Yesterday I threw myself a bit of a pity party before I went to the Awards Party with my book club girls, and as part of it, I watched a scene from my favorite Disney movie, Dumbo. It was the scene when Dumbo goes to visit his mother in the cell and she sings “Baby Mine.”
Afterwards, I thought about why, given my state of being, would I choose a song I knew would make me cry, and the only thought that came to mind was that it also gives me some sort of feeling of belonging. Somehow, I feel like Dumbo.
The fact that it is my favorite Disney movie is something my mother has often said doesn’t make sense to her.
Well, a good friend of mine once pointed out that I also really enjoy The Jungle Book (the Rudyard Kipling book, NOT the Disney version), and that it’s because both deal with being separated from one’s mother. I identify with them, and being ostracized for being different. Mowgli isn’t one of the pack, Dumbo looks different, but in the end both of them are able to rise above their differences (somewhat literally in the case of Dumbo) and become the star of the show.
He thinks (and I do, too) that I identify with both of these characters because I am adopted and don’t look like my family, and in many ways don’t think or act like them. Dumbo was essentially raised by that little mouse, Timothy Q. Mouse (at least for the duration of the movie, and then later as his manager), and Mowgli was raised by wolves (literally). Not that my family is comprised of animals, but we are in a lot of ways fundamentally different.
I’ve always known I was adopted. Both my parents are glow-in-the-dark white, and I look like everything from Indian to Greek, to Puerto Rican, to Egyptian, even biracial. I’m racially ambiguous. So there’s not a lot of hope keeping it a secret that I’m not biologically theirs. I’ve known for a long time that I was adopted.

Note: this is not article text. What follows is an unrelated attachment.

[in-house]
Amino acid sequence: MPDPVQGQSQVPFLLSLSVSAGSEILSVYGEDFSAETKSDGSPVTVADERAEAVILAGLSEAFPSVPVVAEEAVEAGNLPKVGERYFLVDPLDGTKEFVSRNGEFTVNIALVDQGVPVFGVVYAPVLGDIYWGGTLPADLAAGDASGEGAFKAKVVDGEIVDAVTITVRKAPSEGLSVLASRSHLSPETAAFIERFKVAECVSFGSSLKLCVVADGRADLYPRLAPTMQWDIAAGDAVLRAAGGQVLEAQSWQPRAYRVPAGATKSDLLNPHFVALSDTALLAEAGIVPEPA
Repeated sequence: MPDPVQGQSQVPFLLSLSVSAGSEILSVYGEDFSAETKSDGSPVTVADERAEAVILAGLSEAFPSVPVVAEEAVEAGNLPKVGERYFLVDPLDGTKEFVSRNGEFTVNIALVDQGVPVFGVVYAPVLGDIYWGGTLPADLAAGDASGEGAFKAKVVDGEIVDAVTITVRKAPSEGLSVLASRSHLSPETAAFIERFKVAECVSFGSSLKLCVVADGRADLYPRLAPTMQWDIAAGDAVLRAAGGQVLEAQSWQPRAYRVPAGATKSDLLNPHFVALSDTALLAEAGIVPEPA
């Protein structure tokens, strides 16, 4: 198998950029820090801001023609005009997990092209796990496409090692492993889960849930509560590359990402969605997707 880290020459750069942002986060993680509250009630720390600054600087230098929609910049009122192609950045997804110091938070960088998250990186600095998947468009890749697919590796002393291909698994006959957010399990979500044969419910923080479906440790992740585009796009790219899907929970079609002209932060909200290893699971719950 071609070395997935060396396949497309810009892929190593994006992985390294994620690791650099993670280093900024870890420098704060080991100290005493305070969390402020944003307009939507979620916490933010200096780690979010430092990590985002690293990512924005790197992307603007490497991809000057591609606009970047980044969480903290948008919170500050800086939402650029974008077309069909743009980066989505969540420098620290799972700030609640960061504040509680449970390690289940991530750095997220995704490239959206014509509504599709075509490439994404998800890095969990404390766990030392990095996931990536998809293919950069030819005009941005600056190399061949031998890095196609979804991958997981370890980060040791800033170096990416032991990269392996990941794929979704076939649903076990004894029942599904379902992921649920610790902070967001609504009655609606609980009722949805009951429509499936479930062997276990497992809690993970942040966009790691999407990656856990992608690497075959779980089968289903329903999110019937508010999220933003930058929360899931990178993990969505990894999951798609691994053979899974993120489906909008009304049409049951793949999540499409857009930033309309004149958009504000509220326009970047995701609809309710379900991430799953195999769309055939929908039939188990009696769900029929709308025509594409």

But they didn’t use the word “adopted.” Instead they said:
“We went to the hospital and we picked you.”
Yeah, no pressure there. To be chosen only means that you can be unchosen! I spoke about this before, when I first discussed the Nature vs. Nurture debate. I spoke about how my mother says “I’m proud of you” instead of “I love you.” Add to that the feeling of being something picked out, like you pick out a car, and things get a little more muddled. Add the fact that my father feels about cars like most women feel about shoes, and you might begin to see why I have a slight abandonment issue…
Unlike Dumbo, I don’t get the happy reunion with my birth mother.
I’ve never looked, and maybe if I did, I’d find her waiting for me filled with the same fear, but the key is that she wasn’t there. There was no crying for her when I was growing up, and not much wondering about her now that I’m an adult. Just the nagging feeling that I don’t fit where I currently am, and that somehow I’m not worthy of anyone’s love.
I mean, after all, if the woman who gave birth to me didn’t want me, why would anyone want me?
It’s irrational, I know, but it’s pretty deeply ingrained in my psyche. I’m trying to remove it, but I’ve learned that there are very few people who truly understand me, and they often disappear from my life as soon as they realize how much work I am.
I am unintentionally high maintenance…
I don’t need expensive gifts, or to be around all the time, but I do need constant affirmation that I am wanted, and desired. A lot of guys misinterpret this need as me moving too fast and becoming attached. I’m not attached, I just need to know that he considers me worthy, so I don’t wonder if he’s going to up and disappear.
It means that any competition, even imaginary competition (as in fantasies), have the potential of damaging my calm and making me feel like I have to work harder, or be around more. This is something that is seemingly an easy fix. In theory, if a guy asks me to come over of his own volition, or reassures me that he wants to see me when I ask if he’s sure that it’s ok for me to come over or do XYZ, then I’m calm again.
So, is there a way to fix it when the guy who I’m seeing (or was, I’m still waiting to see if he’ll accept my apology) thinks that those reassurances are more intimate than he’s ready to be?
It means I have to find my own inner calm. I have to be willing to “hear” how he says he cares. I have to adjust and keep adjusting.
But he’s worth it.